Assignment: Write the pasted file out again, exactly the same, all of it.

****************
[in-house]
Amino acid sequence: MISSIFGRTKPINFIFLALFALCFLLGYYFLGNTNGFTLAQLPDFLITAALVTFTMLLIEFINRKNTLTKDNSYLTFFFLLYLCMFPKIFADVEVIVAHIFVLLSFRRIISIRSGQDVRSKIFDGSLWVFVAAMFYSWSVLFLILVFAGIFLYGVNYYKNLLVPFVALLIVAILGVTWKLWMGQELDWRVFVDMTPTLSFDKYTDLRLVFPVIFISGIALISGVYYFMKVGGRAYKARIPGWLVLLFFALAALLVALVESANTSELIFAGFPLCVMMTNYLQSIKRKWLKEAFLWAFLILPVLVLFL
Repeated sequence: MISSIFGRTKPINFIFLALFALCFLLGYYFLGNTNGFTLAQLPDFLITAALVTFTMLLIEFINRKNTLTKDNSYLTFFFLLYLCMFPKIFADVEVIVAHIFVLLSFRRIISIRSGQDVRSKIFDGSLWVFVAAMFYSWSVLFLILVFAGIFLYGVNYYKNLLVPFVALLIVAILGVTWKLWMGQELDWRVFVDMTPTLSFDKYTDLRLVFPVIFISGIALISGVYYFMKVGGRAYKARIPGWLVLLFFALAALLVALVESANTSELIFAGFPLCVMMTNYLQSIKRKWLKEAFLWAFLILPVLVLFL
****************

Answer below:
[in-house]
Amino acid sequence: MISSIFGRTKPINFIFLALFALCFLLGYYFLGNTNGFTLAQLPDFLITAALVTFTMLLIEFINRKNTLTKDNSYLTFFFLLYLCMFPKIFADVEVIVAHIFVLLSFRRIISIRSGQDVRSKIFDGSLWVFVAAMFYSWSVLFLILVFAGIFLYGVNYYKNLLVPFVALLIVAILGVTWKLWMGQELDWRVFVDMTPTLSFDKYTDLRLVFPVIFISGIALISGVYYFMKVGGRAYKARIPGWLVLLFFALAALLVALVESANTSELIFAGFPLCVMMTNYLQSIKRKWLKEAFLWAFLILPVLVLFL
Repeated sequence: MISSIFGRTKPINFIFLALFALCFLLGYYFLGNTNGFTLAQLPDFLITAALVTFTMLLIEFINRKNTLTKDNSYLTFFFLLYLCMFPKIFADVEVIVAHIFVLLSFRRIISIRSGQDVRSKIFDGSLWVFVAAMFYSWSVLFLILVFAGIFLYGVNYYKNLLVPFVALLIVAILGVTWKLWMGQELDWRVFVDMTPTLSFDKYTDLRLVFPVIFISGIALISGVYYFMKVGGRAYKARIPGWLVLLFFALAALLVALVESANTSELIFAGFPLCVMMTNYLQSIKRKWLKEAFLWAFLILPVLVLFL